The chairman of the House Ways and Means Committee said for the first time yesterday that he is willing to consider limited use of income and excise taxes -- and not just the Social Security tax -- to help finance the Social Security system.
Rep. Dan Rostenkowski (D-Ill.), in a letter to members of the incoming 98th Congress that spells out his intentions on the volatile Social Security issue, said Ways and Means will open hearings on a "refinancing package" on Feb. 1 in hopes of "bringing a balanced bill to the floor of the House in late March."
He said he regards July 1 as Congress' "deadline for putting into effect a better-balanced tax/benefit formula" for the system. July 1 is when the giant old-age trust fund runs out of authority to borrow from the better-off disability and Medicare funds; without further action the old-age fund will then dry up.
Social Security benefits have been financed almost entirely from the Social Security tax in the past. Conservatives generally want to keep it that way, as a discipline on the system. Labor and liberal groups have called for supplementing the Social Security tax with other federal revenues if necessary to keep the system whole.
Rostenkowski said the federal budget deficits over the next several years will be too large to permit use of great dollops of "general-fund revenues" for Social Security.
But, he said, "We must be willing to at least discuss new sources of revenue," and he mentioned two: excise taxes of the sort the govern- ment now levies on products as varied as crude oil, cigarettes and liquor, and "taxing cash benefits." Under that system, at least some Social Security benefits would become subject to income tax; these limited income tax revenues would then be put back into the Social Security trust fund.
Rostenkowski's letter was released as the president's Social Security advisory commission continued to meet here on ways to shore up the system; it must make its recommendations by Dec. 31.
Last week Sen. Robert J. Dole (R-Kan.), chairman of the Finance Committee, urged the Republican-controlled commission to hold back on recommendations until congressional Democrats said how they would fix the system. He said he was tired of the Democrats criticizing the Republicans for proposing changes, while proposing none themselves. Rostenkowski's letter may have been in partial reply.
Rostenkowski urged members of Congress to hold their fire on the subject while the commission and relevant congressional committees do their work.
He also said "radical adjustments to the system are not warranted" since the system is "fundamentally sound" and has been jeopardized only by "a weak economy."
He also seemed to be urging a mix of tax increases and benefit curtailments to save the system, saying, "We must balance the interest of retirees now receiving benefits with those presently paying into the system. We must carefully weigh the effects of large payroll tax increases on a work force already staggering under the highest unemployment rates since the Depression. We must also measure the effect of any change in the cost of living adjustment (COLA) to maintain the elderly's protection against extreme economic fluctuations."
Commission leaders, meanwhile, were trying to negotiate just such a mix of cuts and increases to help raise the $150 billion to $200 billion needed to keep the system solvent over the next seven years.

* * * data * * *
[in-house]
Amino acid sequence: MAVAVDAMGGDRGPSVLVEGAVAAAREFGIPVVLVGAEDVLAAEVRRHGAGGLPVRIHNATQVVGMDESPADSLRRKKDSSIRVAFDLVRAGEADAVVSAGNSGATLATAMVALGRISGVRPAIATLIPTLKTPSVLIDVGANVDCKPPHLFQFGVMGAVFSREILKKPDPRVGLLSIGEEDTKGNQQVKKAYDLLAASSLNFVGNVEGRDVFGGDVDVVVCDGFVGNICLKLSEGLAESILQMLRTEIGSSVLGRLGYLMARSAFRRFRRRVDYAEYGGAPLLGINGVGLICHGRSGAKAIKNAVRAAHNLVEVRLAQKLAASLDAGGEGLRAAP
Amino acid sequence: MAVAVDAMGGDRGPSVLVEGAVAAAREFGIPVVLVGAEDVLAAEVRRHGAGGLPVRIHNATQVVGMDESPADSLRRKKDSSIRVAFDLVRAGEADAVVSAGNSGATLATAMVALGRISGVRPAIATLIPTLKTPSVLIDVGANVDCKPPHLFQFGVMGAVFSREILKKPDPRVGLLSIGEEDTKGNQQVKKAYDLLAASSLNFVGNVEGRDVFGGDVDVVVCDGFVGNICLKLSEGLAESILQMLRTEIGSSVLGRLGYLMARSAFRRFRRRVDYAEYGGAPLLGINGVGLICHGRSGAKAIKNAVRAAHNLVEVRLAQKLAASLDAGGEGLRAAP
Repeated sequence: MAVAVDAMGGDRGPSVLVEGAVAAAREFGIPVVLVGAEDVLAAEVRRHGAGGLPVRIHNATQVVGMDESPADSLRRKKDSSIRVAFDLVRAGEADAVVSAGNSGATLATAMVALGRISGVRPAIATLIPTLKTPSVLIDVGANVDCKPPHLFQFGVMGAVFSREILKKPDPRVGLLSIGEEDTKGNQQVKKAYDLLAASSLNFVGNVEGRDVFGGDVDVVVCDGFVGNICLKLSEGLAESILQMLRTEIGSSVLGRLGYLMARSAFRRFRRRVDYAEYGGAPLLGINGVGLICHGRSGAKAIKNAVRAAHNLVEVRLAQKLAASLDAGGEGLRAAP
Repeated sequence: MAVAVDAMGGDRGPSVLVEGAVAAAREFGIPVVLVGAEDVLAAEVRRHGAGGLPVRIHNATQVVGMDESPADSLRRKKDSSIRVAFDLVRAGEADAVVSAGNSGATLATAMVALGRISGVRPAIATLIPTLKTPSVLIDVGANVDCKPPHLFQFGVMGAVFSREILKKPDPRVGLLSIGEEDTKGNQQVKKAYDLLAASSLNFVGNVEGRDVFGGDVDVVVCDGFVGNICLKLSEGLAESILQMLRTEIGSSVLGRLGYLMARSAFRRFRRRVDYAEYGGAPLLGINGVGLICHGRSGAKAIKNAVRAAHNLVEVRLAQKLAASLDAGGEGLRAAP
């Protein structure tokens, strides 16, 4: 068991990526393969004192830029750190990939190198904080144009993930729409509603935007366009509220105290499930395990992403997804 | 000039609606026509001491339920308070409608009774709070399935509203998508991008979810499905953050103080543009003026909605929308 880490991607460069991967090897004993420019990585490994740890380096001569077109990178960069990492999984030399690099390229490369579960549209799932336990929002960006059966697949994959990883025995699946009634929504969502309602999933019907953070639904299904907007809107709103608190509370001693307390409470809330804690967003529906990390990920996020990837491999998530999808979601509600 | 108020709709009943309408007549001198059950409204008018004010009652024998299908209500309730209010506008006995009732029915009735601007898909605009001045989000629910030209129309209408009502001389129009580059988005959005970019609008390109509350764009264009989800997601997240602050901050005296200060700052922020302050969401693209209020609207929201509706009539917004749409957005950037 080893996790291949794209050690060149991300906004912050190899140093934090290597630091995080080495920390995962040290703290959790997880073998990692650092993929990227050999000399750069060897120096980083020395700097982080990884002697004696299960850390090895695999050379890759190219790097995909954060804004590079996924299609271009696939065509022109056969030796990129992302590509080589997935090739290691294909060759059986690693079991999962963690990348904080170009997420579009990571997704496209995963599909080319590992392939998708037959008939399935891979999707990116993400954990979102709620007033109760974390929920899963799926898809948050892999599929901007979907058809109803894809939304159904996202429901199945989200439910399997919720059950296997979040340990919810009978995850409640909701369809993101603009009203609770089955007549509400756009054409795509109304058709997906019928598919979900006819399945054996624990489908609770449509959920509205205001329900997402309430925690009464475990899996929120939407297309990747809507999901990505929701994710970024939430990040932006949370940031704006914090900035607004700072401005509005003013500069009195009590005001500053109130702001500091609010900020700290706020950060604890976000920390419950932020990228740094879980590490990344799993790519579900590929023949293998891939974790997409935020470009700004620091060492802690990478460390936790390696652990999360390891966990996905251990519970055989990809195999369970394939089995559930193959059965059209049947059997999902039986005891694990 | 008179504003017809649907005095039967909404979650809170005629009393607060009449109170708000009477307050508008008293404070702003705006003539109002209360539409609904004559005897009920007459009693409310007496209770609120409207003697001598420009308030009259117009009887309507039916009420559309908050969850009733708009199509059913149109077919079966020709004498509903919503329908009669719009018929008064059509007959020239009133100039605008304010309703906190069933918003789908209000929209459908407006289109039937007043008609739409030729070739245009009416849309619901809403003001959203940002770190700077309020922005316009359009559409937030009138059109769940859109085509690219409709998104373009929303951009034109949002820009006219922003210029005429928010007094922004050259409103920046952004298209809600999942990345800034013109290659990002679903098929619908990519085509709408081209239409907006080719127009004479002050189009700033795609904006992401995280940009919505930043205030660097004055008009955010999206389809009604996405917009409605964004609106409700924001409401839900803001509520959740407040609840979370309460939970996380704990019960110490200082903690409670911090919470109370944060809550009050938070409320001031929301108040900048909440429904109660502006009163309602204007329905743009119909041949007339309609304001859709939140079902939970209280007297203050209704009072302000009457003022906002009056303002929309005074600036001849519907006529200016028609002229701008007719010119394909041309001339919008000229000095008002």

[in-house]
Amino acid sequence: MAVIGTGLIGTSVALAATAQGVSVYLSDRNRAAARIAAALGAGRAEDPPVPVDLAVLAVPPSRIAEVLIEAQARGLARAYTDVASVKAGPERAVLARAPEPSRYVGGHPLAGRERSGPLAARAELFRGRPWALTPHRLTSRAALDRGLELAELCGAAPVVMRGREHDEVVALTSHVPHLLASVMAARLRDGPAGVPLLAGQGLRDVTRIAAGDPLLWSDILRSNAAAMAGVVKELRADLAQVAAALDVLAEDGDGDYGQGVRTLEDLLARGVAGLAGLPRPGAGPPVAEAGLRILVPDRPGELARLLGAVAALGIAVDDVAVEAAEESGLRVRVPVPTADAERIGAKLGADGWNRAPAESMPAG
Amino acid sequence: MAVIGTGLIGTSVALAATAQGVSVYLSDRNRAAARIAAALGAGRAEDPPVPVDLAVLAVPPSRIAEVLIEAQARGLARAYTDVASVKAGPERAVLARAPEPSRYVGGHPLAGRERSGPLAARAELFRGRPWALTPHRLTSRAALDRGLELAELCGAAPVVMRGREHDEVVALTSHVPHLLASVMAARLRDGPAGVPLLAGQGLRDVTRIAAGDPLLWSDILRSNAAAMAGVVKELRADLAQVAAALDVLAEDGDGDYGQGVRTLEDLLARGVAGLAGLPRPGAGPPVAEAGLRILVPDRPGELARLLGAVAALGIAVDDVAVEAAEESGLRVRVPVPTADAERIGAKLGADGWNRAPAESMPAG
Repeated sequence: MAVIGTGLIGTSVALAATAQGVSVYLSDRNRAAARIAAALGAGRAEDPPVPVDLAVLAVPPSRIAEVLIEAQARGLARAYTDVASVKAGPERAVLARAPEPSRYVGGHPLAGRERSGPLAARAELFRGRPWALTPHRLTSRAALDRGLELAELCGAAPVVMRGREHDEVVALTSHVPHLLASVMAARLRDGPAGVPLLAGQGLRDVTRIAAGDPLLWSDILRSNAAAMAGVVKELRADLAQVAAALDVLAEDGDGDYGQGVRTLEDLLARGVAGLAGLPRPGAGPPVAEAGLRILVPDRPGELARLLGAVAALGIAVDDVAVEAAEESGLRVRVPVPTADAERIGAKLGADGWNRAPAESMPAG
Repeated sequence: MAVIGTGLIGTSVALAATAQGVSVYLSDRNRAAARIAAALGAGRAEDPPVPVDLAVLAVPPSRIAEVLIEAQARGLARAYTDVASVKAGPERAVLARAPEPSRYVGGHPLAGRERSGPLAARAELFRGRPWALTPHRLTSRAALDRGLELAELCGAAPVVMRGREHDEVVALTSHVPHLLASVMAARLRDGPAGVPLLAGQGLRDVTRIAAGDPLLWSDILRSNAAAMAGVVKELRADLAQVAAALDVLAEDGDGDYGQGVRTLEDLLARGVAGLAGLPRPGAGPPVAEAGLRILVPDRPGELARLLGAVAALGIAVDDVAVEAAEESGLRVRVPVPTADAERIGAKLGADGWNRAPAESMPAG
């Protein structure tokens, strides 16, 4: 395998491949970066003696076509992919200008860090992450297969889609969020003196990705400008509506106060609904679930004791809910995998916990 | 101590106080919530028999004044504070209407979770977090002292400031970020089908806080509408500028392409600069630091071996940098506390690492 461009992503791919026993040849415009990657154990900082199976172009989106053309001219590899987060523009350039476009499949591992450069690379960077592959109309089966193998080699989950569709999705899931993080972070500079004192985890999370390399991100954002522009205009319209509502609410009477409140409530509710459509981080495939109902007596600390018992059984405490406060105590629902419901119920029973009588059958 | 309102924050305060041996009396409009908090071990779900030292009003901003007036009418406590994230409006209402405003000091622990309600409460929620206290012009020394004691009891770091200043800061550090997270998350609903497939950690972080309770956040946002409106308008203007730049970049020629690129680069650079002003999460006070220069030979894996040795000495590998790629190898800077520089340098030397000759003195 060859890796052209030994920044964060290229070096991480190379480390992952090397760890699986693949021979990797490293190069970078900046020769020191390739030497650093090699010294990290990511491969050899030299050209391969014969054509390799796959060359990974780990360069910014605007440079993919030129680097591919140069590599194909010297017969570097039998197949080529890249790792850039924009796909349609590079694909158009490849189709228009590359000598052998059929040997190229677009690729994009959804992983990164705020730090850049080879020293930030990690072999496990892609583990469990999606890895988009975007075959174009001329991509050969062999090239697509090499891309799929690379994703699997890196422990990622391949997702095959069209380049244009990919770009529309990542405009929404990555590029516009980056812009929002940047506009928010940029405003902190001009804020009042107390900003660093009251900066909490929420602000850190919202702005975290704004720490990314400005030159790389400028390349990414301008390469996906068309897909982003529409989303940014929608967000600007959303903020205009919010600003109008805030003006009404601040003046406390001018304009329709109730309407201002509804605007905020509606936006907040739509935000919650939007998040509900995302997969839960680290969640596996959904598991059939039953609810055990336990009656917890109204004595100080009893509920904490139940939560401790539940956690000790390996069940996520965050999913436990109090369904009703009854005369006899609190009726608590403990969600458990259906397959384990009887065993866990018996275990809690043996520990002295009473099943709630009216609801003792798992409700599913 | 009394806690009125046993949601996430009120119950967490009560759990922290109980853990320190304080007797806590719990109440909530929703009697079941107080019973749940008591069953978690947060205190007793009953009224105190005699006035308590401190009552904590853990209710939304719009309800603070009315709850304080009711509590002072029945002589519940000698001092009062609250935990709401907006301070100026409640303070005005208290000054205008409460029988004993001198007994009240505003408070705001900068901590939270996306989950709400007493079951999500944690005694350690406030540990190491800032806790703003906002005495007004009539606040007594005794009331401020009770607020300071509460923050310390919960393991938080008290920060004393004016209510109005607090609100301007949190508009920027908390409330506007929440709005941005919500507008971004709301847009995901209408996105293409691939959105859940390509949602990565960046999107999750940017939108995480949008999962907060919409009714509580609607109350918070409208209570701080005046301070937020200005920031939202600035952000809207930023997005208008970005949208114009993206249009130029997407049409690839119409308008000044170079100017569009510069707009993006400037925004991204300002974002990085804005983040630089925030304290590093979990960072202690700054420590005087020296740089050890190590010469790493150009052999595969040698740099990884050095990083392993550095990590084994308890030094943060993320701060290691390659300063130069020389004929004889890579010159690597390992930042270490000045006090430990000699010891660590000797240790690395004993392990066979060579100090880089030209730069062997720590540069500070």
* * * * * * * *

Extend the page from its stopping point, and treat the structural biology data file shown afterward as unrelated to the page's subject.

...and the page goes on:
A combination under discussion last night would involve advancing, perhaps to 1984, some tax increases scheduled to take effect in later years; delaying by three months, from July to October of each year, all future cost-of-living increases, and requiring new federal employes, but not those now working for the government, to pay into the Social Security system.
It would also, in the longer run, involve reduction of Social Security benefits from the levels that future retirees would receive under current law.
The commission also agreed yesterday to create what Chairman Alan Greenspan called an economic stabilizer that would keep income closer to costs in both good times and bad.
No specific stabilizer was agreed to, but one proposal has been to peg the annual cost-of-living increase in benefits to the percentage increase in wages each year, instead of to the increase in prices, as now. One reason the system is in trouble is that benefits are based on prices and taxes are based on wages; prices have been rising faster than wages in most recent years.
AFL-CIO President Lane Kirkland strongly objected yesterday to the proposal that federal employes be brought into the system.
However, other members of the commission, including Rep. Barber B. Conable Jr. (R-N.Y.), Sen. John Heinz (R-Pa.) and Robert Beck, president of Prudential Life Insurance, said such a step probably would not threaten federal employes who already have substantial investments in the current civil service retirement system.
They said it would probably affect only those hired after enactment of the provision or those with less than the five years of federal service needed to vest in the federal retirement plan.
For all those workers, the commission members said, Social Security could be made applicable and supplementary plans, equivalent to a private pension in private industry, could be developed to supplement the basic Social Security benefit. But for those with five or more years of service the current system would continue and all benefits under current formulas would be assured.